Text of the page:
US housing starts dropped more than expected in September due primarily to flagging numbers out of the US South, which has been recovering from the catastrophic effects of Hurricane Florence. (While it will likely impact housing activity next month as well, Hurricane Michael also affected the region but technically made landfall in early October). Starts in the South—the US region that accounts for the bulk of homebuilding—plummeted nearly 14 percent last month, which was the largest decline since October 2015.
Housing Starts, Permits & Completions
After increasing 9.4 percent in August, housing starts dropped 5.3 percent in September to a seasonally adjusted annual rate (SAAR) of 1,201,000 units. Single-family starts accounted for 871,000 units, which is 0.9 percent below the revised August figure of 879,000, and starts for the volatile multi-family housing segment plunged 15.2 percent to a rate of 330,000 units in September.
Privately-owned housing authorizations were also down 0.6 percent to a rate of 1,249,000 units in September. Single-family authorizations increased to 851,000, which is 2.9 percent below the revised August figure. Privately-owned housing completions were down 4.1 percent to a SAAR of 1,162,000 units in September. Due to Hurricanes Florence and Michael, regional performance was largely mixed as confirmed by the US Census Bureau report. Seasonally-adjusted total housing starts by region included:
- Northeast: +29 percent (0.0 percent last month)
- South: -13.7 percent (+6.5 percent last month)
- Midwest: -14.0 percent (+9.1 percent last month)
- West: +6.6 percent (+19.1 percent last month)
Seasonally-adjusted single-family housing starts by region included:
- Northeast: -6.7 percent (-10.4 percent last month)
- South: -6.8 percent (+3.0 percent last month)
- Midwest: +10.2 percent (-14.0 percent last month)
- West: +7.0 percent (+14.2 percent last month)
The 30-year fixed mortgage rate increased from 4.55 to 4.63 percent in September, and the National Association of Home Builders (NAHB)/Wells Fargo builder sentiment index ticked up to 68 in early October. While mortgage rates are low by historical standards, the recent rise has outpaced annual wage growth, which has hovered below 3 percent for some time now. House prices, on the other hand, have increased 6 percent on an annual basis and are being driven by the continued shortage of available inventory.
“The flattening of housing construction is essentially in place,” said Steven Blitz, chief U.S. economist at TS Lombard in New York. “Wage growth has begun to improve but not enough to give people the necessary income to carry a mortgage - especially for younger families, many still working out from under student loans.”
Existing Home Sale Prices Continue to Increase
It’s important to note that the impact of the hurricanes on housing starts data is likely temporary, and much of the regional data above is quite positive. Also, permits for single-family homes rose 3 percent in September (the most in a year) on strong demand in the Northeast and West, suggesting that builders have a steady pipeline of construction projects.
However, with some signals suggesting that we may have hit peak housing—or we’re seeing the market beginning to soften at the very least—what does the data tell us about housing in the near term? Delphi Advisors provide analytical insights about this topic in Forest2Market’s most recent issue of The Economic Outlook:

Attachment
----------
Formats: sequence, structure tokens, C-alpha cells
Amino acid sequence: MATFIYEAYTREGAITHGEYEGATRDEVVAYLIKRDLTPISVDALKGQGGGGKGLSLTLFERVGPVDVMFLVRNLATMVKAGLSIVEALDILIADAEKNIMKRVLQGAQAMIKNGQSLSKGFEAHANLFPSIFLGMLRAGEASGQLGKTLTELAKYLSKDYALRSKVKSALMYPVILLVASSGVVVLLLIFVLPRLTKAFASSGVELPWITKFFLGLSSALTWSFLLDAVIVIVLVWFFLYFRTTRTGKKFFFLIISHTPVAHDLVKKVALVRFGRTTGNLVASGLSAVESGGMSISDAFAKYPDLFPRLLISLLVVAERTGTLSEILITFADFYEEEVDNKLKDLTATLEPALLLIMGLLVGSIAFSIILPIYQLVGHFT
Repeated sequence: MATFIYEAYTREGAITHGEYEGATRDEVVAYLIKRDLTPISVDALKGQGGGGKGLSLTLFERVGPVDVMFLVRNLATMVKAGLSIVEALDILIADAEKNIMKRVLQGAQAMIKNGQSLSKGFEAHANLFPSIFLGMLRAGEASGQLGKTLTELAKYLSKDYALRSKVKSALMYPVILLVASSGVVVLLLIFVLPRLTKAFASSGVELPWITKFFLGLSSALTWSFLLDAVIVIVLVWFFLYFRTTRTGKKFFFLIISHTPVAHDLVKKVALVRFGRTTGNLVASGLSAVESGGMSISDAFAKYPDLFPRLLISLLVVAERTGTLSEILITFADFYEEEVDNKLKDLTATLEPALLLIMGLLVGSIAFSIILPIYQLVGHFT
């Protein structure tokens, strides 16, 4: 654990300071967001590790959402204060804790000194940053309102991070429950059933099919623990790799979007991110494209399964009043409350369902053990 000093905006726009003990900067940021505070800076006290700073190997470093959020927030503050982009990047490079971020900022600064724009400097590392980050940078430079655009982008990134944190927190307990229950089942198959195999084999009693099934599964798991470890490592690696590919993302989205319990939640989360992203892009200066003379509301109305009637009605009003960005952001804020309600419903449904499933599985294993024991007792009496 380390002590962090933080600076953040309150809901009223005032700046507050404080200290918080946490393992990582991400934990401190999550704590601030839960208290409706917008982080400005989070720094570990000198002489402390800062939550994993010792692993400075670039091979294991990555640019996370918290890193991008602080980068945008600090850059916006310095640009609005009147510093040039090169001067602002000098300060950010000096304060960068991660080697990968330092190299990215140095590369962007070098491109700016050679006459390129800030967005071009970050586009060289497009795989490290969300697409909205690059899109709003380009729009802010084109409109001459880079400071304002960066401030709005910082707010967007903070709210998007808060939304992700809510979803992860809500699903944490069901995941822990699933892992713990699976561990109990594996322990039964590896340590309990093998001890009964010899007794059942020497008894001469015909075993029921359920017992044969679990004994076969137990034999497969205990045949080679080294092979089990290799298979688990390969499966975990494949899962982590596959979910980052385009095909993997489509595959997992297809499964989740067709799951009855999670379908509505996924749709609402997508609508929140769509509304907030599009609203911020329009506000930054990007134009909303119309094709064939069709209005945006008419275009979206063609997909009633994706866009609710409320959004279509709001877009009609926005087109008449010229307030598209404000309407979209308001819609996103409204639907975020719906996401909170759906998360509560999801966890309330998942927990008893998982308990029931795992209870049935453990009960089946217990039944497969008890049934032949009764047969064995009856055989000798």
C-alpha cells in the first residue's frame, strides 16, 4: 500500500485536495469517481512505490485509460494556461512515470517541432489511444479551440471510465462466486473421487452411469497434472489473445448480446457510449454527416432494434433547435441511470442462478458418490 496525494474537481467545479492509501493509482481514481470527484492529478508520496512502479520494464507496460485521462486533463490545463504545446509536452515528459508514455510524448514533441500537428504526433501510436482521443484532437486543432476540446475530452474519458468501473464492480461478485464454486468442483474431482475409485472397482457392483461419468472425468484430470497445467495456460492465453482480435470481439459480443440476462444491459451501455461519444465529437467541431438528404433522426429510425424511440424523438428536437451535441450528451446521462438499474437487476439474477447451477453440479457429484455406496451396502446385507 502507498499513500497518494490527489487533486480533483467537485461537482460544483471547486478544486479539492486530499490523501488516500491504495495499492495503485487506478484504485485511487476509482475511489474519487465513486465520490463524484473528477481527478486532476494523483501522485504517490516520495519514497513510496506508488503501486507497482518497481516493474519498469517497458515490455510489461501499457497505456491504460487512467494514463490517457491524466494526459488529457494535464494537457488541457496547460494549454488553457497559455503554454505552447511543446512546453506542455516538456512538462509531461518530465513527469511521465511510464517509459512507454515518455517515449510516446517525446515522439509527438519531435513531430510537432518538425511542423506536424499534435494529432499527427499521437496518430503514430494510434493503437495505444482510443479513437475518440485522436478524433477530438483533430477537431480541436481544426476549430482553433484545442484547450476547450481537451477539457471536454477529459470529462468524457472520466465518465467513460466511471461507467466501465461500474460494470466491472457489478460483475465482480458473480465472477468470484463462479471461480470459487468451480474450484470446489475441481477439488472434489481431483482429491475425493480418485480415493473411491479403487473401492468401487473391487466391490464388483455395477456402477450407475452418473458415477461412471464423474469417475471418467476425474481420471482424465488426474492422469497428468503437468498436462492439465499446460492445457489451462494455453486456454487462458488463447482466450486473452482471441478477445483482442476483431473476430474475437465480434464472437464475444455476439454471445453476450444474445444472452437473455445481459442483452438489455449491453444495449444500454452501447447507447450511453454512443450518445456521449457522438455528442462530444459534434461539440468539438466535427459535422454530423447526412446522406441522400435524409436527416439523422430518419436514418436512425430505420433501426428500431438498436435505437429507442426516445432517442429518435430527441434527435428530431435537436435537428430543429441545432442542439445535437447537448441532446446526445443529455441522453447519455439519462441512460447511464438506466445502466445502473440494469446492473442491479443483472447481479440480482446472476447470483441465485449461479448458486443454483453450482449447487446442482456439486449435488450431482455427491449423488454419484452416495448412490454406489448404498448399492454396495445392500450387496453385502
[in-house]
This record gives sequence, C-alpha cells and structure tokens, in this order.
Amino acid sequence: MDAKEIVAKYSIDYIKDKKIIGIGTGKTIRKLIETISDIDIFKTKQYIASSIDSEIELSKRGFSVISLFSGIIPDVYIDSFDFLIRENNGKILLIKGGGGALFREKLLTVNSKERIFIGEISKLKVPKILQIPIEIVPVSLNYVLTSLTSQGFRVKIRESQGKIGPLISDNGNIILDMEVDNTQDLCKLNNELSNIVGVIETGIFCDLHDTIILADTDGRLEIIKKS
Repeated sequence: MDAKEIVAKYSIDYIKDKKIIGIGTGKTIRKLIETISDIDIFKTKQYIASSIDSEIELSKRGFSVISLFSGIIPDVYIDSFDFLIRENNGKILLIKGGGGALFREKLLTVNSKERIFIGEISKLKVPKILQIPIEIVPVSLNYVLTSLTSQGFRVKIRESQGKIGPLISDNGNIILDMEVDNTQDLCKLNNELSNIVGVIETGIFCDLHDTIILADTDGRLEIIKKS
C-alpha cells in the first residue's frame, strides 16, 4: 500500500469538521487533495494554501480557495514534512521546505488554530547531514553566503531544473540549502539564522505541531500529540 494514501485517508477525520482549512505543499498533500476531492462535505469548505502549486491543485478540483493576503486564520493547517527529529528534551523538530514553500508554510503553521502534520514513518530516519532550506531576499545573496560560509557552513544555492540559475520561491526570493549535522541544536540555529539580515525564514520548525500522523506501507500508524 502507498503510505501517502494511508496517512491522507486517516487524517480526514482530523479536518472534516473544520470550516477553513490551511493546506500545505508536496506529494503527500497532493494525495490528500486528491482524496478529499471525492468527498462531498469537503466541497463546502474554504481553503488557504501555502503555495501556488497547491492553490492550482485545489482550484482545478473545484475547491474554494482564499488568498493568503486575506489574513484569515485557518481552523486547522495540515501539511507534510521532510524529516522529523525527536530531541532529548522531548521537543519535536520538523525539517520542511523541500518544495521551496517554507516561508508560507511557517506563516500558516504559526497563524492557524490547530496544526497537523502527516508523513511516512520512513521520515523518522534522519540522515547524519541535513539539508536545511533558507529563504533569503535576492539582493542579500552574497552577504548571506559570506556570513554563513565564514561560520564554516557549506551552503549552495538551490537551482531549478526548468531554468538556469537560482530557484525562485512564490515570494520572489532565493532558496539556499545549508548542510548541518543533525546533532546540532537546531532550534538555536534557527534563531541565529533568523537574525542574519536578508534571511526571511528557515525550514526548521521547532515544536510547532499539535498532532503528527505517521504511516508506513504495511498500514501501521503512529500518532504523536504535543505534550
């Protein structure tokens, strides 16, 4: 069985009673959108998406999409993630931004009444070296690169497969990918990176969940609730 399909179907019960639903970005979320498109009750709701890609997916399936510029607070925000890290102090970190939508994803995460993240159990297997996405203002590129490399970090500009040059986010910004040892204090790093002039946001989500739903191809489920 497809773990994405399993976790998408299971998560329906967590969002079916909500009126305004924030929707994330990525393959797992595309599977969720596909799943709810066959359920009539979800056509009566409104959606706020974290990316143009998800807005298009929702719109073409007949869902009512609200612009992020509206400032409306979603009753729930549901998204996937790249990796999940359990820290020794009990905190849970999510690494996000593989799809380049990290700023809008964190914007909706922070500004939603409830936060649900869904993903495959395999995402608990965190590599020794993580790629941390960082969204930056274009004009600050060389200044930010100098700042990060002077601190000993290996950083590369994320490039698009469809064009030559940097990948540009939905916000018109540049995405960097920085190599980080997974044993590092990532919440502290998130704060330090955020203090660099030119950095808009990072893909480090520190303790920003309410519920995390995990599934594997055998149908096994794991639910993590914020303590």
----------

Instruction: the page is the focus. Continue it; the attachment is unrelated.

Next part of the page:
Stephen Stanley, chief economist at Amherst Pierpont Securities, noted: “To be clear, there is fundamental softness in housing. Industry sources suggest that the relentless, torrid home price appreciation in recent years has finally reached a point that numerous prospective buyers are balking. In addition, high-end homes in high-tax states are starting to see some effect from tax law changes implemented in December. On top of that, new home construction has been impacted by a run-up in materials costs this year, squeezing builders in a vice between rising costs and a diminishing appetite of prospective buyers to pay up.”
Comments about resales by Bank of America Chief Economist Michelle Meyer mirror those of Stanley. November 2017’s 5.72 million resales was probably the high water mark, Meyer said, thanks to a chill on buyer activity from a rising interest rate environment coupled with rapidly escalating home prices. “The outcome is that the housing market is no longer a tailwind for the economy but has yet to become a headwind. Call it neutral,” Meyer concluded.
Not only have starts been decelerating since 2013, but home size also has been shrinking. Median floor area of new single-family completions peaked at 2,647 ft2 in 2015 and has subsequently been declining on trend (to 2,426 ft2 in 2017). The median new home cost a record $133/square foot in 2017, +30% relative to 2010. Apartments, by contrast, have been gradually expanding (2017 median: 1,096/square foot) from 2013’s 1,059/square foot. If these trends continue, net changes in demand for lumber and other building materials could well be negative.
With home-price appreciation continuing and mortgage rates trending higher, “the reality is that many potential borrowers can’t crack the mortgage application code,” wrote Peter Miller in a report by ATTOM Data Solutions (ADS). As a result, “nonprime” (to differentiate it from subprime) financing is on an upswing. This prompts the question: Is another housing meltdown in the making. Probably not, ADS’s report concluded, for two reasons: First, the practice of buying homes to “flip” for a profit is nowhere near as prevalent today as it was leading up to the Great Recession; also, many of the “exotic” mortgage products and programs that contributed to the housing crisis no longer exist.